Sherry Goucher has been coming to the Vaile Strawberry Festival since it started 28 years ago, and the rain didn’t keep her away Saturday.
“This has become a family tradition,” said the Independence native, as her daughter and granddaughter stood close by. “We always eat strawberry shortcake and kettle corn and take a carriage ride. This is something we always look forward to.”
Dozens of craft and antique booths surrounded the Vaile Mansion grounds in Independence, and local dance groups performed in spite of the sporadic rain showers. About 600 pounds of strawberries was served over ice cream and shortcake, festival chairman Ron Potter said.
“This festival and Christmas are the two main fundraisers for the mansion,” Potter said. “Sometimes we’ll have 10,000 people come through if the weather is nice, plus we’re the first big strawberry festival of the year.”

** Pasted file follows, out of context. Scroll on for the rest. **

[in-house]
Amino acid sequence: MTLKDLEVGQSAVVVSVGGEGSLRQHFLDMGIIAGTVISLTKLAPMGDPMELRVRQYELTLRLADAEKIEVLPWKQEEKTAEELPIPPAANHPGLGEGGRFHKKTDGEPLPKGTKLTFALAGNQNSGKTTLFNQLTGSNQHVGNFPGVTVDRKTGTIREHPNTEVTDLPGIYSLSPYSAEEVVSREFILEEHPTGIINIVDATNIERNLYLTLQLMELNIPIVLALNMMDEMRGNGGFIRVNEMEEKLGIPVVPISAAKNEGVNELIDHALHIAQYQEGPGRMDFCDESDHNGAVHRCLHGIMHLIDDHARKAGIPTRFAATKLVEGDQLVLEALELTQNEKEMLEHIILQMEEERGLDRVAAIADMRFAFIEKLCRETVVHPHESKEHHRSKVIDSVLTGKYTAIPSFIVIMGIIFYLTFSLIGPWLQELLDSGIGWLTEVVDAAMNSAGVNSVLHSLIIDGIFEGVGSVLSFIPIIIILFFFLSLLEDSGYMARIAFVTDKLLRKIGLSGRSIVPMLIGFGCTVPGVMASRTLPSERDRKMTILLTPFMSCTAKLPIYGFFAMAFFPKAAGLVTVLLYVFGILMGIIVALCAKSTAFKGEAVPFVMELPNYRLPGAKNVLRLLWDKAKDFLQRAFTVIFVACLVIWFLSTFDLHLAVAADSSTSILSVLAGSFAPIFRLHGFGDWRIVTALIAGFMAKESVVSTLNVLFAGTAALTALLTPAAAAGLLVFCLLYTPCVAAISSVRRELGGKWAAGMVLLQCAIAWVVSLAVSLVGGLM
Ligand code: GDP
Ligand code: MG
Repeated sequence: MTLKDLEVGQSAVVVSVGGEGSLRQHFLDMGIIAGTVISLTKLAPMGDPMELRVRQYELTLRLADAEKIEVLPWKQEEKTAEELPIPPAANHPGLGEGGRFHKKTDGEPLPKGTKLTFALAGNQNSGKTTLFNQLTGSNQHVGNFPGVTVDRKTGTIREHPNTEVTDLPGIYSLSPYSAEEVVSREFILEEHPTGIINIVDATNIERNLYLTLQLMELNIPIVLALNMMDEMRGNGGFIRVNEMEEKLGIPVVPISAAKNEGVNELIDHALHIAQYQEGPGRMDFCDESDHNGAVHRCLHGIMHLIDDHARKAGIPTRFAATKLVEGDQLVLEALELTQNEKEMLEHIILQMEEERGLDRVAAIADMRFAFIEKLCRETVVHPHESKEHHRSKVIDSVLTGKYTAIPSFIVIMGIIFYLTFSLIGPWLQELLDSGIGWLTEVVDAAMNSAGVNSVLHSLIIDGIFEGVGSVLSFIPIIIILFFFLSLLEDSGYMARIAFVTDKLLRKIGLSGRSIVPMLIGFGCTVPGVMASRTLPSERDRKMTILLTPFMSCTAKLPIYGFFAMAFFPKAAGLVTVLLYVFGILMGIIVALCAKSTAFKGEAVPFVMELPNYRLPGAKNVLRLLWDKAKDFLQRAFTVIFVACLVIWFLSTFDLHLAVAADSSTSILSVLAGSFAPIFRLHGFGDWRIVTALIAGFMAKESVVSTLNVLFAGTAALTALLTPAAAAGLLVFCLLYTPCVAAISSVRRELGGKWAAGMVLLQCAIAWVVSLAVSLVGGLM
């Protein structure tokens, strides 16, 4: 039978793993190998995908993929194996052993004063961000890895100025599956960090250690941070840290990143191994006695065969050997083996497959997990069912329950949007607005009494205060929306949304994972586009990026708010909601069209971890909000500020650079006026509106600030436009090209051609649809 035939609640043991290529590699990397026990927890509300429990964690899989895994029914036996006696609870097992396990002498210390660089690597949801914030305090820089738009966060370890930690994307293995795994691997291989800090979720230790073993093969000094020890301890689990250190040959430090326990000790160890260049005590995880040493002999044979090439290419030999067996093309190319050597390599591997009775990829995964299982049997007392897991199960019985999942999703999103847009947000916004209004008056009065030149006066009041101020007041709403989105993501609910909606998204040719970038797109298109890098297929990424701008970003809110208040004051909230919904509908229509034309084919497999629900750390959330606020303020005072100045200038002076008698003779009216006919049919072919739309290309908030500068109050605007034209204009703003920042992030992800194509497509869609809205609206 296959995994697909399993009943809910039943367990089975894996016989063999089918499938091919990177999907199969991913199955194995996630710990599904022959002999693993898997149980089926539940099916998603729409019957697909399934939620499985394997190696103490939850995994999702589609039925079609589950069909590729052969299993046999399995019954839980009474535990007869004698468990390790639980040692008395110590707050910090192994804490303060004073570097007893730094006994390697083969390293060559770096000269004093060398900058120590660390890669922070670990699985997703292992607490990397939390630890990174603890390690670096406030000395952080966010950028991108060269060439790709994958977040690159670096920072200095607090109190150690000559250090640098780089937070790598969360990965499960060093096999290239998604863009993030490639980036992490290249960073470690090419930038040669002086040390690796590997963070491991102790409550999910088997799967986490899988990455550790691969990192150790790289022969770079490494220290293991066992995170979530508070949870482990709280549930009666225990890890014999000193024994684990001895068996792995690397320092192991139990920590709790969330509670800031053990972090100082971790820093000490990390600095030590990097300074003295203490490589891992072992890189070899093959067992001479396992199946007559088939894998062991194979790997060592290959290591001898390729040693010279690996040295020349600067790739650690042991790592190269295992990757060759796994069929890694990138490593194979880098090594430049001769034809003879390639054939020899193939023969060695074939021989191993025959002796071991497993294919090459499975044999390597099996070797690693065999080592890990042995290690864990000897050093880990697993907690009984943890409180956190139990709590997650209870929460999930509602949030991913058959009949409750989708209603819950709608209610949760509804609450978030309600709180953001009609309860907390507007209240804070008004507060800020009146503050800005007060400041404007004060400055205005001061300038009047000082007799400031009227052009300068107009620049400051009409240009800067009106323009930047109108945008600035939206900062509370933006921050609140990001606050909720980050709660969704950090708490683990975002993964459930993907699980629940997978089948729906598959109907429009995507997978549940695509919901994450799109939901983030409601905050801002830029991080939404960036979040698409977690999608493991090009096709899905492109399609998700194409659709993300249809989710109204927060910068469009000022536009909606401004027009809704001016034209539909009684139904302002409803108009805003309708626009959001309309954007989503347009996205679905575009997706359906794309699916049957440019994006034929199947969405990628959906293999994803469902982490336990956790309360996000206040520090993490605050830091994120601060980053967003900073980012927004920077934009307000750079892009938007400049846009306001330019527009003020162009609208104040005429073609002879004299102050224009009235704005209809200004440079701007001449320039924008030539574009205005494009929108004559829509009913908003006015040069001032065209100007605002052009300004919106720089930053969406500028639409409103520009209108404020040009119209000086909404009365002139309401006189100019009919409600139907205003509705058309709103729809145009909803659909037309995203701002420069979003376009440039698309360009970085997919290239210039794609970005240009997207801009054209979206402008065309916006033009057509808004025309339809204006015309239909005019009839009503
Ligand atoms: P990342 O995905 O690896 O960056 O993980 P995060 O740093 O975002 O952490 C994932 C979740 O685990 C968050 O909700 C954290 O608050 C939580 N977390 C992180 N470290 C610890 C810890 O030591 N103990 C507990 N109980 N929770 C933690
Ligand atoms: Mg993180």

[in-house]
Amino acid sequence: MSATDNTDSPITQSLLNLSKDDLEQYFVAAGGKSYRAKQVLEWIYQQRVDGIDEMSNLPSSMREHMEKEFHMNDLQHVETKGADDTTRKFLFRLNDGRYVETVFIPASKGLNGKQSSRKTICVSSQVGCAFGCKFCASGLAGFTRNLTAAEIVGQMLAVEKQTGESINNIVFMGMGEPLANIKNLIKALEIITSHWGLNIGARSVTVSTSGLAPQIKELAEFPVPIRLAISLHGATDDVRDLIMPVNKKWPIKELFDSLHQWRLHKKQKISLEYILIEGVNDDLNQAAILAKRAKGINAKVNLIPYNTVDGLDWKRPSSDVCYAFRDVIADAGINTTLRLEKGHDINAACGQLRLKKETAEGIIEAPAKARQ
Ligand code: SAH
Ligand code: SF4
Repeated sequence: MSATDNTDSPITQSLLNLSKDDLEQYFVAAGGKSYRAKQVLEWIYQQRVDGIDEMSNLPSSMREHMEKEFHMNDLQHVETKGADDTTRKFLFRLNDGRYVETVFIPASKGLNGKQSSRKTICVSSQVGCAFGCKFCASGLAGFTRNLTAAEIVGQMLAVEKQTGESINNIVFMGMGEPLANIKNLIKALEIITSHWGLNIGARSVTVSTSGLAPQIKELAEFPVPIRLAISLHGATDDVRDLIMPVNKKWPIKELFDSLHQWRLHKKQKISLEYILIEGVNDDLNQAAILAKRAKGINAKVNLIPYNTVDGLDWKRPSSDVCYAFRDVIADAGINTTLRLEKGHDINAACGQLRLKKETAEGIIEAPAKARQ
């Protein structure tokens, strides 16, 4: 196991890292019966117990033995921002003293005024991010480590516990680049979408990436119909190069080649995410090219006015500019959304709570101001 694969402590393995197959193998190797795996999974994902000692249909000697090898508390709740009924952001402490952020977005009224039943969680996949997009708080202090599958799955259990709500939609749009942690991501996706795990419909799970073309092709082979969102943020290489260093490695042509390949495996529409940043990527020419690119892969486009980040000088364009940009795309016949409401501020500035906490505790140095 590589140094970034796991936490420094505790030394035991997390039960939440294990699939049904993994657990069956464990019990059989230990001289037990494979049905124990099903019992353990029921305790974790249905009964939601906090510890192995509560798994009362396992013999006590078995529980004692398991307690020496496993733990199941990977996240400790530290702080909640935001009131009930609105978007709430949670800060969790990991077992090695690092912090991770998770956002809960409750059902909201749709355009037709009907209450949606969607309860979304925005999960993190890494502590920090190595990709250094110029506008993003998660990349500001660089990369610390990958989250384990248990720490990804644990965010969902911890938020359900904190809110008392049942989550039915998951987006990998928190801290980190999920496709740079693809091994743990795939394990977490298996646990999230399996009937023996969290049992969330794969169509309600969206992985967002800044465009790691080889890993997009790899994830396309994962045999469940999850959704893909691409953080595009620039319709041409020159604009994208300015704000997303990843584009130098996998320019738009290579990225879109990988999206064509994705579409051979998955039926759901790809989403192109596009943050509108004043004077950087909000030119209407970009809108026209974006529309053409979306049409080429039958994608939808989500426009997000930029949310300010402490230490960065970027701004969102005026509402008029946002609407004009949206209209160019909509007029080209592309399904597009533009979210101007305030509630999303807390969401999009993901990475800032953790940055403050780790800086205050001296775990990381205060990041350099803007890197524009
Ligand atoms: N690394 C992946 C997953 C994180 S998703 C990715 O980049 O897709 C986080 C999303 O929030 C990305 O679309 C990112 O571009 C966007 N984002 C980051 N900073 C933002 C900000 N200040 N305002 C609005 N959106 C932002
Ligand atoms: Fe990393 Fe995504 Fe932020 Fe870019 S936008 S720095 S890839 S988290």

Jim Steffens, master of ceremonies for the fest, said it was the worst rain the event has had since he joined 10 years ago.
“It probably has negatively impacted attendance by 60 percent,” Steffens said. “People wanted us to change it to Sunday, but with the equipement rental, we just had to stick it out.”
Usually the fest runs out of strawberries by the end of the day, Potter said, but this year there was about 100 pounds left over, which the Vaile Victorian Society donated to the Salvation Army.
Jason and Sara Patton of Independence brought their kids Blake, 9, and Kaylee, 4, to the festival for this first time this year. The family recently moved into a house nearby, and coming to the festival was a great way to learn more about Independence history, Jason Patton said.
“Can we do this every year?” Kaylee asked her mother, as she and Blake split a strawberry shortcake.
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